But when we come to the farmhouse, first thing's first. I give her what has become her very favorite snack: a fresh, cheesy herbed croissant.


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And as she is happily munching away at it, I tell her about the trucks that are rumbling nearby.
I hear it!  -- she tells me with excitement. Indeed. I had paused the car just before pulling into the driveway so that she could see it too: a plethora of trucks.


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I suppose you could add this to the upside: Snowdrop will, in the course of spring, have many an opportunity to see trucks in action.



And now -- play time!

Within a minute of being on the ground, Snowdrop discovers every single new item in the house. Colorful index cards! Woah! A pack of alphabet cards! Yes!


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Two new books! Let's read!

But eventually she returns to her favorite toys. She takes command of her play space (after cajoling ahah to sit down with us). This goes here, that she needs for over there...


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For a while, she and Ed build, but then Snowdrop remembers that it's been a while since she's played with her grocery cart. She pats Ed on the back and tells him -- be right back, ahah!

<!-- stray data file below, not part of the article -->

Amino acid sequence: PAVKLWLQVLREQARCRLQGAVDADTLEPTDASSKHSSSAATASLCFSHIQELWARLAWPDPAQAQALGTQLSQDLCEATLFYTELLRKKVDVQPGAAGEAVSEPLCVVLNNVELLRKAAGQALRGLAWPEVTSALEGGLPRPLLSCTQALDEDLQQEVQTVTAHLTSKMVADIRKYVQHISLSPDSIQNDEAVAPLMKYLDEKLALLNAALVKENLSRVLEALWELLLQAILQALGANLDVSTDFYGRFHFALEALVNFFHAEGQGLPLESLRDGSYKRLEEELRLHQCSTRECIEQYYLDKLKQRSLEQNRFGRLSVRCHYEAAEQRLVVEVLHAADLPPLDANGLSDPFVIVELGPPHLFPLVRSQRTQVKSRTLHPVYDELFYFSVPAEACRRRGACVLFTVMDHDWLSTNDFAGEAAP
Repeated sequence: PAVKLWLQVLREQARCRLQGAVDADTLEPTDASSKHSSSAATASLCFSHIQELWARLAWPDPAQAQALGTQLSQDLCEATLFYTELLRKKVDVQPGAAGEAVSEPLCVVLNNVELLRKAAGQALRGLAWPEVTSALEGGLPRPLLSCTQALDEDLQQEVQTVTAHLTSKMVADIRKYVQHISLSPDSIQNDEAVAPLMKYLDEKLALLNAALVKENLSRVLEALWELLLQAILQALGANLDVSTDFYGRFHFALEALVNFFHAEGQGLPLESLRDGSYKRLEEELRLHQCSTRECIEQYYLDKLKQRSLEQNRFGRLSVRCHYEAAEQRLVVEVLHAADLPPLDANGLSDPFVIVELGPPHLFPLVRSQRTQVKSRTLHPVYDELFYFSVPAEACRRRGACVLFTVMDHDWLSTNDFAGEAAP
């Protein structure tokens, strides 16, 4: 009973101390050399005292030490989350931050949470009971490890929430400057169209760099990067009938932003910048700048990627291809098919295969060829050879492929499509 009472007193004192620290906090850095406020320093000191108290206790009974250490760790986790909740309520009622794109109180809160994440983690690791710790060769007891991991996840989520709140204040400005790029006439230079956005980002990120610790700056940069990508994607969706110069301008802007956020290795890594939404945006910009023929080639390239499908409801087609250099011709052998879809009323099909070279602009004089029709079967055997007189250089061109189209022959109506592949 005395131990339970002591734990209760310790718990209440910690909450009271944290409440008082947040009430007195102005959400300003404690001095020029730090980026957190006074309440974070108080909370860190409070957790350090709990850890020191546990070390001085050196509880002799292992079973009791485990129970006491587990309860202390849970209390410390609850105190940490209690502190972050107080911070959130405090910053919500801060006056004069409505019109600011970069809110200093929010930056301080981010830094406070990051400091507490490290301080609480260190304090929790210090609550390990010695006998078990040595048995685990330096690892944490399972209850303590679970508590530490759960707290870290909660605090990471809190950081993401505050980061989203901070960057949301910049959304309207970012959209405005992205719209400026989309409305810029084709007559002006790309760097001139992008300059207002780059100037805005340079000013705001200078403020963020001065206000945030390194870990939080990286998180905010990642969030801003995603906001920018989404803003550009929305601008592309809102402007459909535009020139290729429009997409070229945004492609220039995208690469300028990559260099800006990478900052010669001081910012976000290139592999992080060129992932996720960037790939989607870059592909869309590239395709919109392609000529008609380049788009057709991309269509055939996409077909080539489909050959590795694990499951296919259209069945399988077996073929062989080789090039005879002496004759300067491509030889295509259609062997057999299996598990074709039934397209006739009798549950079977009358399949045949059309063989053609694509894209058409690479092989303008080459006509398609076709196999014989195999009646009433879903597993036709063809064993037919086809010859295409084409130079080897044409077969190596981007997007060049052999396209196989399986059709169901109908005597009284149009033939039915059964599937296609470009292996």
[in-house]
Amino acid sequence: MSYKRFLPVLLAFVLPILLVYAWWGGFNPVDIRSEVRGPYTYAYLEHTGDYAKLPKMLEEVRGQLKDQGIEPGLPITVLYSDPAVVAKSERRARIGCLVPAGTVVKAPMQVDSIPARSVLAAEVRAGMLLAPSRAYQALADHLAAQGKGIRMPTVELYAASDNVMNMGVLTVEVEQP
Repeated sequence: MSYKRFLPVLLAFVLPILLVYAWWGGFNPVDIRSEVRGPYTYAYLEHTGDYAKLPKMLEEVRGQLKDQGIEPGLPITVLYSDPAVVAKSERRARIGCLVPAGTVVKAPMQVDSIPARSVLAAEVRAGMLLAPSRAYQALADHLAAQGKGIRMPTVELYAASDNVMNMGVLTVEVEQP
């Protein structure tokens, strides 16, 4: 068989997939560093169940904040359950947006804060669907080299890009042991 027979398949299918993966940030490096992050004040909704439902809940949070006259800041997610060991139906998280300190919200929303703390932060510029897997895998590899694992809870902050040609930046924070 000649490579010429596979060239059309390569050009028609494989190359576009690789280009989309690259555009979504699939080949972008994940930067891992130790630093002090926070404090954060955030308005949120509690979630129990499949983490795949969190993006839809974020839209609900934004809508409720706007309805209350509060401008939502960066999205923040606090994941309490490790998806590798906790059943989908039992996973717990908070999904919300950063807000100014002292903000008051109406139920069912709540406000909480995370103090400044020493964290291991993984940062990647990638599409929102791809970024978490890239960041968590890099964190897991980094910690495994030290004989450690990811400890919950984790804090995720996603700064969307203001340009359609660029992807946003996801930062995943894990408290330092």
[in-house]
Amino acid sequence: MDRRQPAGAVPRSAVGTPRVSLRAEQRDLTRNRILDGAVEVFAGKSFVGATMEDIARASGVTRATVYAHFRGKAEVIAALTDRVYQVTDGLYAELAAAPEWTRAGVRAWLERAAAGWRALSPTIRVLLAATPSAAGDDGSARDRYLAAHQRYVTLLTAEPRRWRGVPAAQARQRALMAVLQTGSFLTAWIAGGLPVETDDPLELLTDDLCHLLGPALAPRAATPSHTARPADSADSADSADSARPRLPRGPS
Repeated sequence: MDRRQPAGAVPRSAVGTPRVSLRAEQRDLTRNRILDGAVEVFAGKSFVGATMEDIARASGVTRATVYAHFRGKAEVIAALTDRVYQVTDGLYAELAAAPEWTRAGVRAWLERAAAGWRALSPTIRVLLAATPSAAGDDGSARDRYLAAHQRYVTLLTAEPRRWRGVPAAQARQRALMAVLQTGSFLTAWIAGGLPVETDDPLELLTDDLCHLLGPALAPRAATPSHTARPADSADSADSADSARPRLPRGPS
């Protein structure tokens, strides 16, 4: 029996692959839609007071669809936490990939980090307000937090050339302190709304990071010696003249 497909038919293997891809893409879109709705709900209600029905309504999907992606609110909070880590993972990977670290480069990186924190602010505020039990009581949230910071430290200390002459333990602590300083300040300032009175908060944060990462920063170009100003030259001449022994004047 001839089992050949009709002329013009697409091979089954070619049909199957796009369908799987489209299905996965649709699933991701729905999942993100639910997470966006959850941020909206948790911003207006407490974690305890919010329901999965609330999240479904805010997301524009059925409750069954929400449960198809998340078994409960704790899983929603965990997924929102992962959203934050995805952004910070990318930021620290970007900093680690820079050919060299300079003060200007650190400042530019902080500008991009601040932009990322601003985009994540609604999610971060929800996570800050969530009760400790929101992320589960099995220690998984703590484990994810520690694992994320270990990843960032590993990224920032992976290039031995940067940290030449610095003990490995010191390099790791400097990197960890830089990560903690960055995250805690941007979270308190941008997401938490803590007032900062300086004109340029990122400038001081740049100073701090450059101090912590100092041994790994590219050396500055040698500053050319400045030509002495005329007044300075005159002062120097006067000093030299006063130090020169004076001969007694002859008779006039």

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An important component of playing "grocery shopping" is, for her, finding and putting on her necklace. Purse goes on crook of elbow and away she goes!


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Snowdrop is in a joyful mood! She gathers up the scattered pinwheels and she dances as we blow on their tails and make them spin. (When do we lose that giddiness that a two year old so freely expresses? That pleasure in just watching a pinwheel twirl?)


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To settle her into a prenap mood, I take out the sticky stars. She colors a sky with rainbow hues and ever so carefully, manipulates each little star into a special place on the page.


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Outside, the skies clear and the late afternoon sun recedes, ever so slowly, and the farmette lands take on their honey tone.


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Snowdrop wakes up to music. Mine, hers, it's all so fantastic for her.


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After she leaves, the house grows quiet. It's going to be a cold night. On the upside, it will be studded with stars. A lunar eclipse, a comet and a full moon will fill our dark country skies on Friday. But tonight, we'll have the stars. And a nearly full moon shining brightly over us all.

1 comment:

  1. Have I ever told you what is my husband's life's work? Environmental biologist, Ohio EPA, Section Chief, Surface Water.

    Forty-two years ago I typed his thesis, so facts about nonpoint source pollution and phosphorus loading ... will be in my head forever.

    This comes up re our earlier conversation about your local development. I think the developers always win eventually, or so it seems.
    Here, at least we got a major concession - they bought and donated great swathes of land abutting our Pickerington Ponds wetlands/wildlife sanctuary, and it is officially now a part of the Columbus Metropark system.

    ReplyDelete